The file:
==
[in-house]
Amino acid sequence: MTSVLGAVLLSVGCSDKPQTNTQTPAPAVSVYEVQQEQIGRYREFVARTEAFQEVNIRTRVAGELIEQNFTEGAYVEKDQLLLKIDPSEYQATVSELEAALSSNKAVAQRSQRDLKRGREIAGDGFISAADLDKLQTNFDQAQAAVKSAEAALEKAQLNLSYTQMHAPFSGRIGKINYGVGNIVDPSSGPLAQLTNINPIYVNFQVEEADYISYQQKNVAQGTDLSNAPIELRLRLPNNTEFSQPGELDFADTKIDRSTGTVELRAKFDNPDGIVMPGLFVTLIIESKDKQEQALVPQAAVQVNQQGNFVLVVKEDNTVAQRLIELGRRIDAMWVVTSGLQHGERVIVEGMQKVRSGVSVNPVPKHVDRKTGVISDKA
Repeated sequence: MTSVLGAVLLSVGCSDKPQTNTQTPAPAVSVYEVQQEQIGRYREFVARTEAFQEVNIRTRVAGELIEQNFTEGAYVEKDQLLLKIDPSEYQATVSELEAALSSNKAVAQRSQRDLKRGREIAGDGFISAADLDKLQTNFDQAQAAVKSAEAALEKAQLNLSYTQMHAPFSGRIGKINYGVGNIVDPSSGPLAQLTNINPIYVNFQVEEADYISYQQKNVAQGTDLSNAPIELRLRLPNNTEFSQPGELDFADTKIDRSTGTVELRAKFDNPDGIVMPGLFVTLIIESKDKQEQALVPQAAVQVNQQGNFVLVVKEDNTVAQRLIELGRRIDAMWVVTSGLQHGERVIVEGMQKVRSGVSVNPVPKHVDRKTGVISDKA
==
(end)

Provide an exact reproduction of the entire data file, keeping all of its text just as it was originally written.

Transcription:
[in-house]
Amino acid sequence: MTSVLGAVLLSVGCSDKPQTNTQTPAPAVSVYEVQQEQIGRYREFVARTEAFQEVNIRTRVAGELIEQNFTEGAYVEKDQLLLKIDPSEYQATVSELEAALSSNKAVAQRSQRDLKRGREIAGDGFISAADLDKLQTNFDQAQAAVKSAEAALEKAQLNLSYTQMHAPFSGRIGKINYGVGNIVDPSSGPLAQLTNINPIYVNFQVEEADYISYQQKNVAQGTDLSNAPIELRLRLPNNTEFSQPGELDFADTKIDRSTGTVELRAKFDNPDGIVMPGLFVTLIIESKDKQEQALVPQAAVQVNQQGNFVLVVKEDNTVAQRLIELGRRIDAMWVVTSGLQHGERVIVEGMQKVRSGVSVNPVPKHVDRKTGVISDKA
Repeated sequence: MTSVLGAVLLSVGCSDKPQTNTQTPAPAVSVYEVQQEQIGRYREFVARTEAFQEVNIRTRVAGELIEQNFTEGAYVEKDQLLLKIDPSEYQATVSELEAALSSNKAVAQRSQRDLKRGREIAGDGFISAADLDKLQTNFDQAQAAVKSAEAALEKAQLNLSYTQMHAPFSGRIGKINYGVGNIVDPSSGPLAQLTNINPIYVNFQVEEADYISYQQKNVAQGTDLSNAPIELRLRLPNNTEFSQPGELDFADTKIDRSTGTVELRAKFDNPDGIVMPGLFVTLIIESKDKQEQALVPQAAVQVNQQGNFVLVVKEDNTVAQRLIELGRRIDAMWVVTSGLQHGERVIVEGMQKVRSGVSVNPVPKHVDRKTGVISDKA